The tournament victory should have boosted the country’s economy – so much for that idea.
As Germany’s captain Philip Lahm lifted the World Cup trophy up to the heavens inside the Maracanã stadium on July 13, many at home hoped the sporting triumph would also boost the national economy. But a month on, analysts say the much-talked about “World Cup effect” has been exposed as a myth.
Last week, Germany’s shock 0.2% contraction in gross domestic product (GDP) sealed the gloom, flattening in the process the eurozone’s first-quarter GDP growth.
“Germany winning the World Cup may have improved the general mood in the country in the short term, but it hasn’t had any noteworthy impact on consumer confidence,” said Rolf Gurtl of market analysts GfK.
According to other analysts, the deterioration in German-Russian business has dampened optimism among businesses and consumers.
Mannheim’s Centre for European Economic Research (ZEW) economic sentiment index registered a 12-point drop for August, the biggest since June 2012. “The decline in economic sentiment is likely connected to the ongoing geopolitical tensions that have affected the German economy by now,” the centre said.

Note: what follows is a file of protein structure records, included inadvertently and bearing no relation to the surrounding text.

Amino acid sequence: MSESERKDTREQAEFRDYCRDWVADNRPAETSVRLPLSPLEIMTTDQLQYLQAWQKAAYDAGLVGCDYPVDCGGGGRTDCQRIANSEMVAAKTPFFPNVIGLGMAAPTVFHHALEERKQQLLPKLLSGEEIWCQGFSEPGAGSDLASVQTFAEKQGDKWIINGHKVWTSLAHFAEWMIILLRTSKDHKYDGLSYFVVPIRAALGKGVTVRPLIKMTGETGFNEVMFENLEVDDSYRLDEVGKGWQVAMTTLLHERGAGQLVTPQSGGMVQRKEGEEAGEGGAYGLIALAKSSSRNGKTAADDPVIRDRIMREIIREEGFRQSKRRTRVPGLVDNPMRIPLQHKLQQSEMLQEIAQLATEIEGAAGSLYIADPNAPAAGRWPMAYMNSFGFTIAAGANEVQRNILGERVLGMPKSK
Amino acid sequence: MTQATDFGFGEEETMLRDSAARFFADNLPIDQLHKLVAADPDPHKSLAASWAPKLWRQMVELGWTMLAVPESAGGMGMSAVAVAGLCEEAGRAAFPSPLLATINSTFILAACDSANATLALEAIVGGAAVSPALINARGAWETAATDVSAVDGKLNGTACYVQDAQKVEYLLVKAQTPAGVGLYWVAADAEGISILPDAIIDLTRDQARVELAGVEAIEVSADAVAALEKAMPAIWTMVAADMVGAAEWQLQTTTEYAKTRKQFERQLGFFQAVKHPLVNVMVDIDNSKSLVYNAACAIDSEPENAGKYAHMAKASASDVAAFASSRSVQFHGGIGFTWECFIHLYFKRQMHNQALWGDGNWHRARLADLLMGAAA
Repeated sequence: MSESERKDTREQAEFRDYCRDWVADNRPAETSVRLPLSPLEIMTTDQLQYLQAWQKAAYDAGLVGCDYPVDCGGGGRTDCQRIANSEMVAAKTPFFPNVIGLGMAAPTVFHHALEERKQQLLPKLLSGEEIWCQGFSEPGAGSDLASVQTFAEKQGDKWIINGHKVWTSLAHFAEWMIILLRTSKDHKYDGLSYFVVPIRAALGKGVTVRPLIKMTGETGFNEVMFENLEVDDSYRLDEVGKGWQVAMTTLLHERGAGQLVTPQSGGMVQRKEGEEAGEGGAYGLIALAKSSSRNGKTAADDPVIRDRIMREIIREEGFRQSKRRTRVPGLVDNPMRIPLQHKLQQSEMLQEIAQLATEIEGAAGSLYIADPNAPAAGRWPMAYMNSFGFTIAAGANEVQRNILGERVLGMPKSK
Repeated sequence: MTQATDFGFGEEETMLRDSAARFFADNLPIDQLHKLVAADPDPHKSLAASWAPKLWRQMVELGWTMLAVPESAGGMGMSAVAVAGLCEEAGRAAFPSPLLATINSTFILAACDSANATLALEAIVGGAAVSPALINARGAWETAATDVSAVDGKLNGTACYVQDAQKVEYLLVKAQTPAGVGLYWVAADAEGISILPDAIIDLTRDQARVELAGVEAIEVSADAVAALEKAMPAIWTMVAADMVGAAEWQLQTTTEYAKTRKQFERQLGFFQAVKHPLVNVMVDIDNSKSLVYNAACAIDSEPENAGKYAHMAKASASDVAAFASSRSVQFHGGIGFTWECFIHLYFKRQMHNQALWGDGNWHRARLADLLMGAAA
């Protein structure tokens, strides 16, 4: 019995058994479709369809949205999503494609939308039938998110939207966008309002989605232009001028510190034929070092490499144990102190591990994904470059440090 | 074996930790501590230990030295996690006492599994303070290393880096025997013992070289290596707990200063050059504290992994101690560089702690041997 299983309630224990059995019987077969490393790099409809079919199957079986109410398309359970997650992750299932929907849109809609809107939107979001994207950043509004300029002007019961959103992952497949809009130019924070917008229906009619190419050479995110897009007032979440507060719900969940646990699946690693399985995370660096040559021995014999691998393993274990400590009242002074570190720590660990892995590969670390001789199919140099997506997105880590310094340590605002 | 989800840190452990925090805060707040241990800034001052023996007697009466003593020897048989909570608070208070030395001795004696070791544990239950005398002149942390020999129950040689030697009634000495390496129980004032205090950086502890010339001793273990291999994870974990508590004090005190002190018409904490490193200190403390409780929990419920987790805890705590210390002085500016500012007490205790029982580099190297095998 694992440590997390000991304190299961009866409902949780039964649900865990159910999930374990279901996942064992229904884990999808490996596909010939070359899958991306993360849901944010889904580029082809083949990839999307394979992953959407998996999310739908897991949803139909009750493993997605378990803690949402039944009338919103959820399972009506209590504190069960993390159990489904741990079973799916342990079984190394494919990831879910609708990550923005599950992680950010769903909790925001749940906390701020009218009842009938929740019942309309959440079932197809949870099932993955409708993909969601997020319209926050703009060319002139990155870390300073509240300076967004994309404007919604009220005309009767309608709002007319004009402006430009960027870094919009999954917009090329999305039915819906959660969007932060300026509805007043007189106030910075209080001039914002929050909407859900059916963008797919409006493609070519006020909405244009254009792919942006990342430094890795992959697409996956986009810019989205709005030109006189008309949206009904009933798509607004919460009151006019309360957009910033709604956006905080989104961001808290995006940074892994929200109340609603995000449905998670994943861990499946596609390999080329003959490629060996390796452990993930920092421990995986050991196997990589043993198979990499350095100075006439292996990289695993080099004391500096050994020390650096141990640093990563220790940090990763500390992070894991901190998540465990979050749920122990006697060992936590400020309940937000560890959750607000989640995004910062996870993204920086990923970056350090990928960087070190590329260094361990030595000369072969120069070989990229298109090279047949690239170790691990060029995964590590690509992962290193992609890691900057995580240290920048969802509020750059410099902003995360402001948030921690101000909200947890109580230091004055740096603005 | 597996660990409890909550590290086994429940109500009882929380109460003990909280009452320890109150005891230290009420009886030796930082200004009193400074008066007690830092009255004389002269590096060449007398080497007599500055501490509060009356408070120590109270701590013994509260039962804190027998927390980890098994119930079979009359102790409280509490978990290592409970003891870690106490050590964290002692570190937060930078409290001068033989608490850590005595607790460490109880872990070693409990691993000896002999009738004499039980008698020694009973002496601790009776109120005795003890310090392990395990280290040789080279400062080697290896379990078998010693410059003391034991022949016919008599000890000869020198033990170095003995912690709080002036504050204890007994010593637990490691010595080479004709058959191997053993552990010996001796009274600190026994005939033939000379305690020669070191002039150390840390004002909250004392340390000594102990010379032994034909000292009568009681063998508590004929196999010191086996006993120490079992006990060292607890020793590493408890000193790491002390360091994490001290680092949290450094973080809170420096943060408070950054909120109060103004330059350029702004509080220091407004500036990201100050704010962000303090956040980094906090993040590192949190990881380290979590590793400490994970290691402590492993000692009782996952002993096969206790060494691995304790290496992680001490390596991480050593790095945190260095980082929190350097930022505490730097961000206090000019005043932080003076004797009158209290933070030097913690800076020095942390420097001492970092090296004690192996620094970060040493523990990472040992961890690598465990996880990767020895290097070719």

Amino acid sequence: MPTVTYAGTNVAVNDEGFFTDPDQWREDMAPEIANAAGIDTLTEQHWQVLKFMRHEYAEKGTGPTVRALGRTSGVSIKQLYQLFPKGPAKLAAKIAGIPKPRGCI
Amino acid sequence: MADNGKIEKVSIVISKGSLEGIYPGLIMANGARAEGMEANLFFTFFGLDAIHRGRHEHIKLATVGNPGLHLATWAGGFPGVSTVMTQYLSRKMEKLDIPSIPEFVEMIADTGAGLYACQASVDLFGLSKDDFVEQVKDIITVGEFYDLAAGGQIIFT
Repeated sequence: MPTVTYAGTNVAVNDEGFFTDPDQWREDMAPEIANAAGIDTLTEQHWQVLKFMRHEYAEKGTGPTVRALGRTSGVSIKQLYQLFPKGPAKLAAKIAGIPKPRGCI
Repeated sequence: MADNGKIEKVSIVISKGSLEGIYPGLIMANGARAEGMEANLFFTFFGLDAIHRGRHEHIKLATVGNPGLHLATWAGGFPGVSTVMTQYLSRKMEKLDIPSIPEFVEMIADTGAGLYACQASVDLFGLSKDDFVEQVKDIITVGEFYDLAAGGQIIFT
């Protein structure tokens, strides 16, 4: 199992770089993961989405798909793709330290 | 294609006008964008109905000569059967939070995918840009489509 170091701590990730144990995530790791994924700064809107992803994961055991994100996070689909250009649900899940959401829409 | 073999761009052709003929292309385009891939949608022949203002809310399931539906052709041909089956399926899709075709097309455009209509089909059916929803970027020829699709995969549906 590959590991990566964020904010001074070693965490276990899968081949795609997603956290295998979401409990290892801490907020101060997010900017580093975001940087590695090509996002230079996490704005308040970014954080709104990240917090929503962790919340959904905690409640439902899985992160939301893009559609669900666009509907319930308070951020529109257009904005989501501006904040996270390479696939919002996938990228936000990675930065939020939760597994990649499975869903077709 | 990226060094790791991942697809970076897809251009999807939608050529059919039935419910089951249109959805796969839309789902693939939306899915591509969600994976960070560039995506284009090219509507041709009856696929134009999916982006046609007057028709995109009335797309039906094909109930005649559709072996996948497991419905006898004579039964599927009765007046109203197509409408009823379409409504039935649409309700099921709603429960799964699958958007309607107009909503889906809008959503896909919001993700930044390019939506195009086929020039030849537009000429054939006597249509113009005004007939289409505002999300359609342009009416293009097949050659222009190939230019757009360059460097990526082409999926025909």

Peak before the World Cup
Another reason for the footballing triumph’s limited economic knock-on effect is that German consumer confidence may have already peaked before the tournament. In July, GfK reported that German optimism about rising wages had reached its highest level since reunification.
The wider trend is illustrated in the fortunes of Adidas: from a sporting perspective, the sportswear giant had a “dream tournament”, according to spokesperson Lars Mangels. It backed the winning team, the runners-up, the top scorer, the best goalkeeper and the best player – all of whom wore the trademark stripes.
After the final, the Bavarian manufacturer announced its football division was expecting to make a record turnover of €2-billion this year, having already sold more than two million Germany shirts, 30% more than in 2006, its previous record year. The day after the final, the value of Adidas shares rose by 2.7%
Nonetheless, Adidas shares dropped by 10% when the company issued a profit warning at the start of August, blaming poor performance in its golf business and the volatile Russian market. “In the end, even winning the World Cup couldn’t fend off problems in other parts of the business,” said Mangels.
Germany’s Electrical and Electronic Manufacturers’ Association said it had registered an increase in the sale of TV sets in May, but said it was not clear whether Germans were buying them for the big tournament.
Germany’s brewers registered their best beer sales in four years for June. “But a hot summer is much more likely to make the difference than a successful World Cup,” said Deutscher Brauer-Bund’s Marc-Oliver Huhnholz. – © Guardian News & Media 2014